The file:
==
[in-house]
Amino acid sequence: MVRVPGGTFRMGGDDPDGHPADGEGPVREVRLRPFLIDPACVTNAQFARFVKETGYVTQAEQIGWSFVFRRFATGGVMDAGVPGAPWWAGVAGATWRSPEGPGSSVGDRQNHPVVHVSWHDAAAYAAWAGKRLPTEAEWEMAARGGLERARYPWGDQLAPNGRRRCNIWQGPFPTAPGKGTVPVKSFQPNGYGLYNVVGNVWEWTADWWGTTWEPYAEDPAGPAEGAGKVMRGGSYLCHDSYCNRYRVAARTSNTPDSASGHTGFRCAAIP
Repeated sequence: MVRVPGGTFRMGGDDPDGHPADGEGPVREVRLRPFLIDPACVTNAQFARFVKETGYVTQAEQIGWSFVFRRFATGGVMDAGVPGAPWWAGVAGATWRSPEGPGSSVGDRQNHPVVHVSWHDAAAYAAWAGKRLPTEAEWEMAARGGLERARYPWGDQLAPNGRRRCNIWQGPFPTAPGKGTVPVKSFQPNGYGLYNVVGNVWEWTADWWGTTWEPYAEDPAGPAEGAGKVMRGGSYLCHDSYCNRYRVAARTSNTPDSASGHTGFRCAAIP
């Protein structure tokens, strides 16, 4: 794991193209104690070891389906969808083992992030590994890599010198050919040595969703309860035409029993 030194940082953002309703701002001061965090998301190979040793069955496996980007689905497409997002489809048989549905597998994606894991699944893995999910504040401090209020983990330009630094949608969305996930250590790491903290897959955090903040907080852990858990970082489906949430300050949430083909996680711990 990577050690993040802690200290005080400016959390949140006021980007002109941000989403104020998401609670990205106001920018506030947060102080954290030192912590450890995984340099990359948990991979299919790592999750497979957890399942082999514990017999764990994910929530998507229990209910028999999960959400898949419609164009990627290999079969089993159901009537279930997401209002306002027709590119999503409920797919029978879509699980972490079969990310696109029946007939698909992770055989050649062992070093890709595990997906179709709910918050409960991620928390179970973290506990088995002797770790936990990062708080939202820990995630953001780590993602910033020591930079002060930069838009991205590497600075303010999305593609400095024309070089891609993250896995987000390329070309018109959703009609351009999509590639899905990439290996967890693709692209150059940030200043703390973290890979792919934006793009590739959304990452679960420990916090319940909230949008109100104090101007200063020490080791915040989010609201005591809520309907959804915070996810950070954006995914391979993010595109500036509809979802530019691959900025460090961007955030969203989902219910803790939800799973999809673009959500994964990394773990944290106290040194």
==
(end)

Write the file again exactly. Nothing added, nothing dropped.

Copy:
[in-house]
Amino acid sequence: MVRVPGGTFRMGGDDPDGHPADGEGPVREVRLRPFLIDPACVTNAQFARFVKETGYVTQAEQIGWSFVFRRFATGGVMDAGVPGAPWWAGVAGATWRSPEGPGSSVGDRQNHPVVHVSWHDAAAYAAWAGKRLPTEAEWEMAARGGLERARYPWGDQLAPNGRRRCNIWQGPFPTAPGKGTVPVKSFQPNGYGLYNVVGNVWEWTADWWGTTWEPYAEDPAGPAEGAGKVMRGGSYLCHDSYCNRYRVAARTSNTPDSASGHTGFRCAAIP
Repeated sequence: MVRVPGGTFRMGGDDPDGHPADGEGPVREVRLRPFLIDPACVTNAQFARFVKETGYVTQAEQIGWSFVFRRFATGGVMDAGVPGAPWWAGVAGATWRSPEGPGSSVGDRQNHPVVHVSWHDAAAYAAWAGKRLPTEAEWEMAARGGLERARYPWGDQLAPNGRRRCNIWQGPFPTAPGKGTVPVKSFQPNGYGLYNVVGNVWEWTADWWGTTWEPYAEDPAGPAEGAGKVMRGGSYLCHDSYCNRYRVAARTSNTPDSASGHTGFRCAAIP
């Protein structure tokens, strides 16, 4: 794991193209104690070891389906969808083992992030590994890599010198050919040595969703309860035409029993 030194940082953002309703701002001061965090998301190979040793069955496996980007689905497409997002489809048989549905597998994606894991699944893995999910504040401090209020983990330009630094949608969305996930250590790491903290897959955090903040907080852990858990970082489906949430300050949430083909996680711990 990577050690993040802690200290005080400016959390949140006021980007002109941000989403104020998401609670990205106001920018506030947060102080954290030192912590450890995984340099990359948990991979299919790592999750497979957890399942082999514990017999764990994910929530998507229990209910028999999960959400898949419609164009990627290999079969089993159901009537279930997401209002306002027709590119999503409920797919029978879509699980972490079969990310696109029946007939698909992770055989050649062992070093890709595990997906179709709910918050409960991620928390179970973290506990088995002797770790936990990062708080939202820990995630953001780590993602910033020591930079002060930069838009991205590497600075303010999305593609400095024309070089891609993250896995987000390329070309018109959703009609351009999509590639899905990439290996967890693709692209150059940030200043703390973290890979792919934006793009590739959304990452679960420990916090319940909230949008109100104090101007200063020490080791915040989010609201005591809520309907959804915070996810950070954006995914391979993010595109500036509809979802530019691959900025460090961007955030969203989902219910803790939800799973999809673009959500994964990394773990944290106290040194």